How I Deal With Body Image in a Social Media Obsessed Society

I’ve briefly mentioned this subject a few times on my blog and social media channels, but I don’t think I’ve committed or even allowed myself to go into further detail. As someone who has always struggled with weight gain and body image, I never thought I would be sitting here writing this post. But here I am. 

Let’s start with giving you a little bit of history. Up until the age of about 11, I was the scrawniest little child. I had a terrible obsession with being extremely careful of what I put in my mouth and was constantly active. From 3-hour dancing lessons to full days of ice-skating every weekend – I’m surprised I never became a professional athlete. But now here we are. Thanks to a combination of the contraceptive pill, moving away to uni with no idea what to cook,  and simply caring less – I have put on weight. I started putting on weight in 2010 and have continued to accrue the pounds ever since. 

body imageAs I’m sat here writing this, I’m beginning to realise that this post isn’t what I thought it was going to be. I wanted to write about being body-positive and not caring what you look like, but two paragraphs in and I realised that I still do. I still care about what I look like. I still have days full of self-loathing, wishing that I looked different and constantly comparing myself to others.  This is when I decided that things needed to change. 

I’m lucky enough to work in an industry where fellow colleagues have become my friends. I am constantly inspired by the work I see my friends doing and how quickly I see others progressing. Yet, I also have moments of envy. There are so many things that I want to wear, do or say but feel that the way I look and these ideas that I have just don’t correlate.

We see so many women on social media with perfect bodies and perfect lives that we idolise and constantly compare ourselves to. We also see those who embrace body-positivity no matter what their size, race or gender whom we praise and shower with love for standing up for what they believe in. But I don’t fit into either of those categories.

body imageI wish it was as simple as saying “you know what? No more self-loathing. I am going to love my body and love who I am” because I know that deep down I would still have all these issues. I have suffered terribly from anxiety and depression for the last 3 years, including episodes of self-harm, alcohol abuse and tiresome panic attacks. It was only when I realised that I was doing more harm than good to myself, that I decided to quit my job. I realised that although I love the work that I do – I needed to take time out for myself.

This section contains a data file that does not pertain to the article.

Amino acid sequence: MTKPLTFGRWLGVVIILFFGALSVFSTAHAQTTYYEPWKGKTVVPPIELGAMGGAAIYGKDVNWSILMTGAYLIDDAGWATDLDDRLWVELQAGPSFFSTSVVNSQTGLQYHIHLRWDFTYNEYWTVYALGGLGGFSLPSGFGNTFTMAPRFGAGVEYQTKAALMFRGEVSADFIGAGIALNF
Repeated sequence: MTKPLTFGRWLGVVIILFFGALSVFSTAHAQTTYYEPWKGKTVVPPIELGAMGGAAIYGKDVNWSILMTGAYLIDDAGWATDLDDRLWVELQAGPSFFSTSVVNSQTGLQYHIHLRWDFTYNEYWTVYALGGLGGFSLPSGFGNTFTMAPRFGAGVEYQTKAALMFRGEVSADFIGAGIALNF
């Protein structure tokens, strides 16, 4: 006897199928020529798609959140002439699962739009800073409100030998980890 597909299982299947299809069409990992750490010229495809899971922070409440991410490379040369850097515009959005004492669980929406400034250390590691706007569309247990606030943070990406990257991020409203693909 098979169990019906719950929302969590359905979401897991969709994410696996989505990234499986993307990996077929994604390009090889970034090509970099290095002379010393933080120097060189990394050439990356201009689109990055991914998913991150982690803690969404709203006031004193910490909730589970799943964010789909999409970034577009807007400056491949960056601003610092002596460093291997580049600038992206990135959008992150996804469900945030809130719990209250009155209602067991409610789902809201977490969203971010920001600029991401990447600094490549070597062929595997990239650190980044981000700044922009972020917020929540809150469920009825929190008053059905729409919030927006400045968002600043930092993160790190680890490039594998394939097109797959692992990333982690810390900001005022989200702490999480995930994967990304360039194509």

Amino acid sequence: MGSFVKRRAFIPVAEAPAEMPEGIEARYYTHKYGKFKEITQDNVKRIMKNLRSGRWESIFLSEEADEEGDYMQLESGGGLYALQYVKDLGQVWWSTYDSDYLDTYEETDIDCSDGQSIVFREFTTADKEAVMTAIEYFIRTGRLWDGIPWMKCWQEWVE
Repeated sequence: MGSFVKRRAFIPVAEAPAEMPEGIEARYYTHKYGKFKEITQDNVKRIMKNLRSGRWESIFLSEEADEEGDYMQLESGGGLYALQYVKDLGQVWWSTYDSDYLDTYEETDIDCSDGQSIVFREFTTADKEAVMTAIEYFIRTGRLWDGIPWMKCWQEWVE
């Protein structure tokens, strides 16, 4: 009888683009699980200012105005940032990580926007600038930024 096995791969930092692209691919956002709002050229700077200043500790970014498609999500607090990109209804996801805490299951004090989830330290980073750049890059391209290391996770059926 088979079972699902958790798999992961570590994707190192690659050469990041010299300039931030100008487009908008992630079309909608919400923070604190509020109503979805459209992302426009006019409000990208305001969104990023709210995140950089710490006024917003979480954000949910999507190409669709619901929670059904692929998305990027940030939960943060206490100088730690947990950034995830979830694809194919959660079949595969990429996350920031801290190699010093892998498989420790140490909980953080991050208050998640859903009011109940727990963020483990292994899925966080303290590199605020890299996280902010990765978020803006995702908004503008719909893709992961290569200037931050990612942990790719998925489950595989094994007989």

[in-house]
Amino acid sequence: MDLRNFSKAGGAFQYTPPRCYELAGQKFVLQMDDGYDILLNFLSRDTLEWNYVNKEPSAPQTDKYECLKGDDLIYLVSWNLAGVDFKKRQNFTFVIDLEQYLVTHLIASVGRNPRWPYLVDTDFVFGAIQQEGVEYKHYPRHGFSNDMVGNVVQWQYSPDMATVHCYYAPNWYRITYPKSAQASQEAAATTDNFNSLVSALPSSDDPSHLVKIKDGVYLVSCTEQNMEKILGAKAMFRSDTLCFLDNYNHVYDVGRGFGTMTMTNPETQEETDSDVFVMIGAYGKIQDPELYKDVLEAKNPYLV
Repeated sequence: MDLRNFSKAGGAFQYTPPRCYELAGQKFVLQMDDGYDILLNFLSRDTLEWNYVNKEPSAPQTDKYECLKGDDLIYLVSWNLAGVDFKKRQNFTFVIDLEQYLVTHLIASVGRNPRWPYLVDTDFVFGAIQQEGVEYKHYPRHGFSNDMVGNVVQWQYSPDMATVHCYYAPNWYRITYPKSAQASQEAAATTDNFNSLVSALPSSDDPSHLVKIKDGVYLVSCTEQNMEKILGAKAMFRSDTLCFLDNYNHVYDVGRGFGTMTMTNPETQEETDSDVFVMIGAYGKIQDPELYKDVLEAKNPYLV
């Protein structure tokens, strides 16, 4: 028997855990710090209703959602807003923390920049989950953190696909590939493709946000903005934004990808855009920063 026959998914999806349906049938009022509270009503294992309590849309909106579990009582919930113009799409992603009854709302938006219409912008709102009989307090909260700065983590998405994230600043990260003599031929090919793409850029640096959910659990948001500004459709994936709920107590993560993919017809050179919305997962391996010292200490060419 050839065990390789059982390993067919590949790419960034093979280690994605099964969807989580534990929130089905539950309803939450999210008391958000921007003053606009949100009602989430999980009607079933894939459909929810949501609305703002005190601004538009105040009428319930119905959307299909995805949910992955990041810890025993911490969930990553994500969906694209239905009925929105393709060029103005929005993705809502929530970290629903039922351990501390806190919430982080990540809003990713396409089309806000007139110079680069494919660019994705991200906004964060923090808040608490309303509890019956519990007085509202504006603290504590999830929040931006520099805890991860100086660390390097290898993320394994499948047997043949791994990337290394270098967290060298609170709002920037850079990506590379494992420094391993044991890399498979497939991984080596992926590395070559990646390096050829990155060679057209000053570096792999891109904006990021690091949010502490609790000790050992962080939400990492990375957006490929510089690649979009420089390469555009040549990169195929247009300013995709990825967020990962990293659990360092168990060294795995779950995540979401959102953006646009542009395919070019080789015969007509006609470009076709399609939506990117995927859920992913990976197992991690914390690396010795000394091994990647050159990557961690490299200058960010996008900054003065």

Now, I’m not saying that I’m going to go on a social media hiatus, completely stop working or become an absolute gym junkie – but I am going to spend a few hours a day working on what makes me happy. Whether that means waking up and exercising, spending time with friends, speaking to a therapist, or working on new content, I don’t know. I’m going to take each day as it comes.

Something that I have started doing, however, is looking in the mirror every morning, standing in my underwear and saying “I love myself”. That may sound weird to some people, but I am learning that self-love is incredibly important to body image.

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I am taking slow steps to help me overcome my body image issues, in a quest to become a healthier and happier version of me. Taking time to unfollow certain accounts on Instagram, or not allowing myself to be sucked in by media talk of the next fad diet or which celeb has dropped 4 dress sizes has certainly helped. It’s all well and good seeing famous Instagrammers discussing body image and preaching about self-care, but the people who are opening up about their flaws are the ones who also allow negative thoughts for a number of others. And, for many of us, maintaining a positive body image is easier said than done. Positive body image is all about readjusting our thought processes over time, and it isn’t going to happen instantly. It all comes down to practice and taking action, so this is what I plan to do.

I’m in no way a therapist, an expert or any kind of body-image guru – but if anyone else feels the same and wants to reach out to talk through their issues, then my inbox is always open.

Love, Aysh x

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One response to “How I Deal With Body Image in a Social Media Obsessed Society”

  1. Good article, your sharing is so nice, love your work!

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